Abstract 10908: A Crucial Role of Notch Signaling in Vascular Endothelial Cell Senescence
Age-associated changes of blood vessels include an increase of inflammation and a decline of regenerative potential, leading to the development of atherosclerosis. Although vascular cell senescence is critically involved in these changes, the molecular mechanisms remain unclear. The Notch pathway is a highly conserved signaling system that controls a diversity of growth, differentiation, and patterning processes during the development of various tissues. In endothelial cells, Notch signaling has a critical role not only in vascular development and morphogenesis, but also in neovascularization in adults. Here, we show that Notch signaling has a crucial role in endothelial cell senescence. Inhibition of Notch signaling, by using Notch1 short hairpin RNA, in human umbilical vein endothelial cells (HUVEC) reduced the maximum population doublings, increased the activity of senescence-associated beta-galactosidase, and up-regulated the expression of aging-associated molecules such as p53, p21, and p16. Likewise, knockdown of the Notch ligand Jagged1 attenuated Notch activity in the neighboring cells, thereby inducing premature senescence. Conversely, over-expression of Notch1 or Jagged1 decreased the expression of aging-associated molecules and extended the replicative lifespan of HUVEC. Disruption of p16 restored premature senescence induced by Notch1 deletion. Notch1 positively regulated the expression of inhibitor of DNA binding 1 (Id1) and MAP kinase phosphatase 1 (MKP1), and MKP1 up-regulated Id1 expression by inhibiting p38MAPK-induced protein degradation. Over-expression of Id1 or inhibition of p38MAPK down-regulated p16 expression, thereby inhibiting premature senescence in Notch1-deleted endothelial cells. These results identify a novel role of Notch1 signaling in the regulation of endothelial cell senescence via a p16-dependent pathway and suggest that activation of Notch1 will be a new therapeutic target for age-associated vascular diseases.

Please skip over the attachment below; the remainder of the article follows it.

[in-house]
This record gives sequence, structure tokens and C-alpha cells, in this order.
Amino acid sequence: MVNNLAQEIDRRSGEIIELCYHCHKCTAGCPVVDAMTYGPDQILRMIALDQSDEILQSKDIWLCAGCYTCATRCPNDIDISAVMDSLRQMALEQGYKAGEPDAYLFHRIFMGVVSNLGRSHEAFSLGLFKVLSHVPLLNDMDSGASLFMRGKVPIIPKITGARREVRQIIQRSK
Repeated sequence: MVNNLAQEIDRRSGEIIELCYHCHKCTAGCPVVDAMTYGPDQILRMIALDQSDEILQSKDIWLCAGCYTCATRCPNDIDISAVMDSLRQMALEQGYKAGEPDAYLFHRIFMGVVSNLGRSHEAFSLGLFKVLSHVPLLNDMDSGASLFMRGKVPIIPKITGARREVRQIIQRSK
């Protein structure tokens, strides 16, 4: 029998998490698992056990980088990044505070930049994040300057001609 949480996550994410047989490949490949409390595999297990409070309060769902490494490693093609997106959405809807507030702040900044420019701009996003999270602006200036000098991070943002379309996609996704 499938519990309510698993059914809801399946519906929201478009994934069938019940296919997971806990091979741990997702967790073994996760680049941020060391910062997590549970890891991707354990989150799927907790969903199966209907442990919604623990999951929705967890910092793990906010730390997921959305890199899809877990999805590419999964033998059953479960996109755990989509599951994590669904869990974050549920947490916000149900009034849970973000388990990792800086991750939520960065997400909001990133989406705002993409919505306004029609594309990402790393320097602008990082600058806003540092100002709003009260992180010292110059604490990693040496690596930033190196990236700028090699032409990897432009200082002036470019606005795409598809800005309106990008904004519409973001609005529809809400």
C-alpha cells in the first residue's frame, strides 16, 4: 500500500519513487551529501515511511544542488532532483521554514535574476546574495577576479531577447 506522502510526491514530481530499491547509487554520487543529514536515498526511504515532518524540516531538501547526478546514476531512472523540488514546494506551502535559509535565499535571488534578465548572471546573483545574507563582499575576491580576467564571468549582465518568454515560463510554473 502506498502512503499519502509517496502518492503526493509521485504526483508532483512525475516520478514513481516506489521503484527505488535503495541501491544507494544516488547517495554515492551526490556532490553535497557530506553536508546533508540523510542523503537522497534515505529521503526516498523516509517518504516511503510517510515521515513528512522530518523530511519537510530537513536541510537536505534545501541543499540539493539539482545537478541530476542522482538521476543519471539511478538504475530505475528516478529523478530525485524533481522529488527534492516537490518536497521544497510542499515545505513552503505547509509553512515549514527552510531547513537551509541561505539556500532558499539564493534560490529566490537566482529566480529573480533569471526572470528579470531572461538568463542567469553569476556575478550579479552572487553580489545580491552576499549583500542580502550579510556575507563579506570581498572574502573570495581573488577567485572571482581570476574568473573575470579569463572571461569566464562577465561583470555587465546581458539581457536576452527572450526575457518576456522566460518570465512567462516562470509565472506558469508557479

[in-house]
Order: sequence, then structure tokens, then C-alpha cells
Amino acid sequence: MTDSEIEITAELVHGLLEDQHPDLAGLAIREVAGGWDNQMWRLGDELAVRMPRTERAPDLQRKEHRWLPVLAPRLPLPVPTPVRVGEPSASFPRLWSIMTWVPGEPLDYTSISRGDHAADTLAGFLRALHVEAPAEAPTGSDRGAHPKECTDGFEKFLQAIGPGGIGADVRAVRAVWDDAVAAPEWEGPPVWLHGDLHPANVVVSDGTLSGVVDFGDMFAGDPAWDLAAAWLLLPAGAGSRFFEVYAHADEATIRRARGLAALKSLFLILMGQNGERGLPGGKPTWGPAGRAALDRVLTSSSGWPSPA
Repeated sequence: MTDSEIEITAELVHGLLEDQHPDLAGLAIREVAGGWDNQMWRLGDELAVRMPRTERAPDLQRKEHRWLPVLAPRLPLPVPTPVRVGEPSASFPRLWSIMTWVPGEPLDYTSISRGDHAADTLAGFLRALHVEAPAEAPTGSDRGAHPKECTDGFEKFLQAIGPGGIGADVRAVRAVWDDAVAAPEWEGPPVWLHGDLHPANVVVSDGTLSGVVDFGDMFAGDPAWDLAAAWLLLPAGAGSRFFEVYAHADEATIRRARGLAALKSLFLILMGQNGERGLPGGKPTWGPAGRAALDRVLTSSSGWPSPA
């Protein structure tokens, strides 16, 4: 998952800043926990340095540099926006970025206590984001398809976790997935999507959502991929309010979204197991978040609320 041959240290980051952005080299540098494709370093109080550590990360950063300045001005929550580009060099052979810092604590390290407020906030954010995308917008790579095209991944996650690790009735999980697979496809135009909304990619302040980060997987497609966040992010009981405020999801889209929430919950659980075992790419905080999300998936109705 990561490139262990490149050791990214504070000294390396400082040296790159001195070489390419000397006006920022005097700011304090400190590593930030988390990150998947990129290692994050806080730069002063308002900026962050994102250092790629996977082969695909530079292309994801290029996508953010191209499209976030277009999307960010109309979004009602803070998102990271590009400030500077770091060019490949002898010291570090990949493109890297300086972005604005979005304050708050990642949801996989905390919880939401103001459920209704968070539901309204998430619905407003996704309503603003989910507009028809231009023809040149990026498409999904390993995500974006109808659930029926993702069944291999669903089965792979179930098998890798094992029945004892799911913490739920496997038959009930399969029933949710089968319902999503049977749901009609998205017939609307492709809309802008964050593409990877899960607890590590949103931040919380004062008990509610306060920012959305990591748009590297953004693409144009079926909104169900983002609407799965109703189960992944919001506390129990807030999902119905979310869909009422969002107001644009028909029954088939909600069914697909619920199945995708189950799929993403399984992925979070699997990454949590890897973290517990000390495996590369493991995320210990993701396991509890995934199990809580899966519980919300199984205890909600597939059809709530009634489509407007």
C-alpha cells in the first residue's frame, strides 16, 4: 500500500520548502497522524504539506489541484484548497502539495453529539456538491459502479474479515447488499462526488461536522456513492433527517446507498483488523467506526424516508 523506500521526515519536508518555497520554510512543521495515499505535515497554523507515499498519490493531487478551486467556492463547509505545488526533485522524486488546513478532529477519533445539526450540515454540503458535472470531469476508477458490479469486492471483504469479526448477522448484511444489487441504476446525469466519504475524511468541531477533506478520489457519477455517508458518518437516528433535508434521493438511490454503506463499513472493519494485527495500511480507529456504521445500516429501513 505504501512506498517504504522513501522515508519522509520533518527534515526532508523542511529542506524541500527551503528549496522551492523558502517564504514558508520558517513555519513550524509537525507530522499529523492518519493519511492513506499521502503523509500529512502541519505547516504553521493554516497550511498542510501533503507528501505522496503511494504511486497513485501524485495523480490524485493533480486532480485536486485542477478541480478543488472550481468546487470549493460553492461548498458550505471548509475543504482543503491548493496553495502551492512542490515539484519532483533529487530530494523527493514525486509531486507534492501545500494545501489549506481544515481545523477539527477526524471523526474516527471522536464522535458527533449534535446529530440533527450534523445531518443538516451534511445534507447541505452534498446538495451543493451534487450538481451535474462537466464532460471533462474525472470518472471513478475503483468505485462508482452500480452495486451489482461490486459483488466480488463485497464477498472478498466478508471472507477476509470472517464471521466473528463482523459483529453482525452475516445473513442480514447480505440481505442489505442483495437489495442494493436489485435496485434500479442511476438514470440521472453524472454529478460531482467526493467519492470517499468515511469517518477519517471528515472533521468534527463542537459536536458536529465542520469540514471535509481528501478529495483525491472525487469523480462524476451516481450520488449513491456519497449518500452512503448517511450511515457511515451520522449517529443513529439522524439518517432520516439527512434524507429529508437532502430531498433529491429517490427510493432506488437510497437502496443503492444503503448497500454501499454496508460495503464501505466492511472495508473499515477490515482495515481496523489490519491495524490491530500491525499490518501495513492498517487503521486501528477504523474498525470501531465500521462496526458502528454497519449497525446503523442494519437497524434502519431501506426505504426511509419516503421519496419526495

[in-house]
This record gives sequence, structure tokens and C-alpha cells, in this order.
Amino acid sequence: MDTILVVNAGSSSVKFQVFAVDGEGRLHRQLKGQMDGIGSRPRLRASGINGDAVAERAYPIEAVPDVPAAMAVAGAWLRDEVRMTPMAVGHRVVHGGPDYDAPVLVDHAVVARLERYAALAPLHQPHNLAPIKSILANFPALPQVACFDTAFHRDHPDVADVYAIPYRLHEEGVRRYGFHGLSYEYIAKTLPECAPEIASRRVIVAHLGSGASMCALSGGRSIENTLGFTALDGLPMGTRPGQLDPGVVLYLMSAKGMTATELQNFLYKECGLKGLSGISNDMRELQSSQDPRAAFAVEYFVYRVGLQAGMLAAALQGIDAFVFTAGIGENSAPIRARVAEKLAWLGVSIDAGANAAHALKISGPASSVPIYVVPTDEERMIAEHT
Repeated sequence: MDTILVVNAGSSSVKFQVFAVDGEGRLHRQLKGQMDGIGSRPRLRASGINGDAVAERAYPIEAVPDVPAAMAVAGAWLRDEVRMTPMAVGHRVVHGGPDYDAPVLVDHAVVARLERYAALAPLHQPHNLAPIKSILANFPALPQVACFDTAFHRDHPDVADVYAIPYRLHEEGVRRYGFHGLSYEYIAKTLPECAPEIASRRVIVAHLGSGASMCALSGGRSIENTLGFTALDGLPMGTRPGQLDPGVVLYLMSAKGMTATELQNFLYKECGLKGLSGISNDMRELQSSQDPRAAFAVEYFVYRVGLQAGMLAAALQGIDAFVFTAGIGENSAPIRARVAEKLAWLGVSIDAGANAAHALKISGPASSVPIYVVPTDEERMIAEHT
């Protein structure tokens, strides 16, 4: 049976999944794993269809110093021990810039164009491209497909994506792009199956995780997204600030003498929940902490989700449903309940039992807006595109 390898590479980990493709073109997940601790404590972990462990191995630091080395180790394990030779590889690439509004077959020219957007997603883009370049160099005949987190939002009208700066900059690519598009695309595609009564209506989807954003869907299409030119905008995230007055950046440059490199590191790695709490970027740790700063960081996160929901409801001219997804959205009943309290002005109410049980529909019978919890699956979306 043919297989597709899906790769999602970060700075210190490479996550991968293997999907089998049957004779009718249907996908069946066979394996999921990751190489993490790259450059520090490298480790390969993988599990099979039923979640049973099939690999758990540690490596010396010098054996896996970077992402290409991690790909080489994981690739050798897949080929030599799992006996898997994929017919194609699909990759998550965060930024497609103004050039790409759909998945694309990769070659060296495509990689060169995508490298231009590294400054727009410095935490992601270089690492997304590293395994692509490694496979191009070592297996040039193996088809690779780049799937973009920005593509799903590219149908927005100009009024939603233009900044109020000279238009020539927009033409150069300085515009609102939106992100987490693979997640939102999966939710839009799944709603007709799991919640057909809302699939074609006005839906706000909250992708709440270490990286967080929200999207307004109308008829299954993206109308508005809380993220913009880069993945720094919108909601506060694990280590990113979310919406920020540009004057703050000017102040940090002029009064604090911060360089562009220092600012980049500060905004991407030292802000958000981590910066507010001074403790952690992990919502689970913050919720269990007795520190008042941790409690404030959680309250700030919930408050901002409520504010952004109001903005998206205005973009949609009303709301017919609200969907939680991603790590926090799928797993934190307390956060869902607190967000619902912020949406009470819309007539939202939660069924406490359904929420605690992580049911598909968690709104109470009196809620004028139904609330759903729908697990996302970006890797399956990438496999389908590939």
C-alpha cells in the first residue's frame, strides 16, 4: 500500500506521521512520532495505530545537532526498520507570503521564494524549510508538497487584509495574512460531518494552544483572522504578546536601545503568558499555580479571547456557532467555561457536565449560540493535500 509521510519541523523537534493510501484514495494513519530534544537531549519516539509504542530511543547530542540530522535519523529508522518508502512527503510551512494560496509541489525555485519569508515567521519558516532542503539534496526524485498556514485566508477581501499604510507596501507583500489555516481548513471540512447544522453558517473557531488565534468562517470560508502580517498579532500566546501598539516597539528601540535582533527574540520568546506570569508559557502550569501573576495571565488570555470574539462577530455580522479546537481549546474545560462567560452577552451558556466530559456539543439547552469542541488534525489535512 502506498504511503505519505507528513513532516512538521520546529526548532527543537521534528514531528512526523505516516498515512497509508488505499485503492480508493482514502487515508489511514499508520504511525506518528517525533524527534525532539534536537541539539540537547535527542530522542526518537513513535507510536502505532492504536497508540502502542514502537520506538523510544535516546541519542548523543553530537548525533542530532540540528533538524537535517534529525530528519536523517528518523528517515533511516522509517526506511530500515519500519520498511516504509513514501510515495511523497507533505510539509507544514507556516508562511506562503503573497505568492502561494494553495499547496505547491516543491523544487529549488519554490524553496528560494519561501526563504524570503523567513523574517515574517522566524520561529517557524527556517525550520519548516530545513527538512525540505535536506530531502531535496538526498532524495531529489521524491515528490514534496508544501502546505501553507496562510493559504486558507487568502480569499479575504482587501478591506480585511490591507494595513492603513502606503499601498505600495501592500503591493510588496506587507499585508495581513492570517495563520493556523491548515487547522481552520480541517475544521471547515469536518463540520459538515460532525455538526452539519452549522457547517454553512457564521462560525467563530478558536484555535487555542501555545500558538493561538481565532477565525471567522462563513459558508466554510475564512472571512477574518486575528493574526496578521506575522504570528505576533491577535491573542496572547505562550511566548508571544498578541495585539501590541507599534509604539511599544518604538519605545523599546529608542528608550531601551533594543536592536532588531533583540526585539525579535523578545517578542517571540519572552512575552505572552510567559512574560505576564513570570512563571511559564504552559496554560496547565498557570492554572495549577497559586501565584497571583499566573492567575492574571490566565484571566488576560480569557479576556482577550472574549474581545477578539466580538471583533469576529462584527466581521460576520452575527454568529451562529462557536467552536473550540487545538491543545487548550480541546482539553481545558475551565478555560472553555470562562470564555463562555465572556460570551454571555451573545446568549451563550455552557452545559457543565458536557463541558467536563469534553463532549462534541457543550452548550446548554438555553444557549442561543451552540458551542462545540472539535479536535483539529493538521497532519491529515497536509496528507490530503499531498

- © 2012 by American Heart Association, Inc.